[Read more session reports and live updates from the 2nd Western Balkan Digital Summit]
Ms Ivana Gadjanski (Research Fellow and Senior Scientific Consultant at Institute BioSense, University of Novi Sad) started her presentation by explaining the concept of cellular agriculture, which is the production of agricultural products using cell cultures. Why do we need such agriculture? It is estimated that, by 2050, there will be close to 10 billion people in the world and the need for food will be 70% higher than now. This is one challenge that cellular agriculture could help addressing. Another challenge nowadays is related to climate change and the protection of the environment. The standard agricultural processes are producing green-house emissions and also utilising significant quantities of natural resources. With cellular agriculture – which basically means growing meat in the lab – there is a significant reduction in the use of resources. This type of agriculture can also be seen as more ethical: by using animal cells for producing meat, for example, animals no longer have to be sacrificed.
Gadjanski then explained how cellular products are made with cellular agriculture. Most cellular products exist in tissues; they are made outside the body through tissue engineering. Tissue engineering principles are used both in regenerative medicine and cellular agriculture. But the goal of cellular agriculture is to grow tasty meat, with adequate nutritional value. The method being used is biopsy taken from the animal and then grown in the lab. Where is the technology now? The first lab-grown burger was produced in 2012, it cost 250 000 euro, and the process involved a three-month period of cell culture. Now the costs are much lower, but still too high for commercial use.
Growing cultured meat (also called clean meat, lab-grown meat, in-vitro meat, or designer meat) comes with a number of challenges, such as growing a large number of muscle cells, making bigger 3D constructs of meat, growing different cell-types together, and high costs, mostly related to the media for cultured meat. This is why we have burgers now, but no steak – the costs are too high at the moment. In this context, tissue engineering is focusing on being able to culture different types of cells together in 3D. Digital fabrication and 3D printing could help in this regard. Another challenge is related to where to grow large numbers of cells. This happens in bioreactors, where new methods of fabrication come into play, but which are also expensive. A mind map of challenges associated with the development of culture meat shows that bioreactors and sensors to monitor the components of the media are among the most pressing issues.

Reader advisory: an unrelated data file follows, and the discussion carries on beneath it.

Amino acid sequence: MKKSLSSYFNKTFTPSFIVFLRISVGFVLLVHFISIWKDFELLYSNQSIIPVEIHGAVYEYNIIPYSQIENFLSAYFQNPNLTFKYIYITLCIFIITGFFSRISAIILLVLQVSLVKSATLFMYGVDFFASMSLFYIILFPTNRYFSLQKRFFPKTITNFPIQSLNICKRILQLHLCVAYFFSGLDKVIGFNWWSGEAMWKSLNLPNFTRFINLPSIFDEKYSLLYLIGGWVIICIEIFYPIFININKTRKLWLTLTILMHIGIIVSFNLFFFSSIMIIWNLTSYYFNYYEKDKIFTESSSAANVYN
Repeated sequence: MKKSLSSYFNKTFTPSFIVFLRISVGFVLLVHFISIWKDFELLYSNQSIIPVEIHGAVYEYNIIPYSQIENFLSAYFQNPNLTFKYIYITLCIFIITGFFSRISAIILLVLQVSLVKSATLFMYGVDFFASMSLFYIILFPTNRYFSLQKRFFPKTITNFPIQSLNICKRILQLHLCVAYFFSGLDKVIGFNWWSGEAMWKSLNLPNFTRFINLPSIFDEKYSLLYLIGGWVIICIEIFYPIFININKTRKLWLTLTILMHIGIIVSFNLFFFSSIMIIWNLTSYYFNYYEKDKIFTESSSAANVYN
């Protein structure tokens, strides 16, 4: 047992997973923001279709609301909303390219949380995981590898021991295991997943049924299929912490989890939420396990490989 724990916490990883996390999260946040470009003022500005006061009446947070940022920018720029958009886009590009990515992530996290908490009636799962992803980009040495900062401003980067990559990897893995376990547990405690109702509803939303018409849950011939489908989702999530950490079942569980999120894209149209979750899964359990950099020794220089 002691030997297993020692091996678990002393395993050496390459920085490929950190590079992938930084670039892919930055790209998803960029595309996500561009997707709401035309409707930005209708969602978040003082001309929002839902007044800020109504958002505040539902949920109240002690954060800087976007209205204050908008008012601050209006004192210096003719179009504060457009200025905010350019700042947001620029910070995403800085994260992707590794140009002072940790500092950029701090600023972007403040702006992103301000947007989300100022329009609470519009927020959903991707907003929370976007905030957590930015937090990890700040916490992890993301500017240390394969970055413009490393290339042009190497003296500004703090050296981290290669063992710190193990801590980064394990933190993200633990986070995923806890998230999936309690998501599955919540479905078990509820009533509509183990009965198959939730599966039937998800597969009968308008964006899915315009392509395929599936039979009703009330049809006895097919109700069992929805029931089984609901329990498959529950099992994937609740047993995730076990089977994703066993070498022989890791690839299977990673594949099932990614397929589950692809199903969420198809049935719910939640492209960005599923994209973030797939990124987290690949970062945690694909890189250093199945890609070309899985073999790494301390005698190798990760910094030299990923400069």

Responding to a question from the audience about when we would be able to buy cultured meat, Gadjanski mentioned that there are some US-based start-ups which argue that this would be possible by the end of the year. But more realistic estimates argue that in the next two to five years cultured meat (in the form of burgers) will get into the food chains. It will take many more years until cultured steak can be commercialised on a large scale.
In the last part of her presentation, Gadjanski outlined several initiatives focused on digital fabrication in Serbia, such as the FABinitiative, which is dedicated to funding fab labs (laboratories for digital fabrication) and supporting STEAM entrepreneurship, and Fab Lab Petnica.
By Sorina Teleanu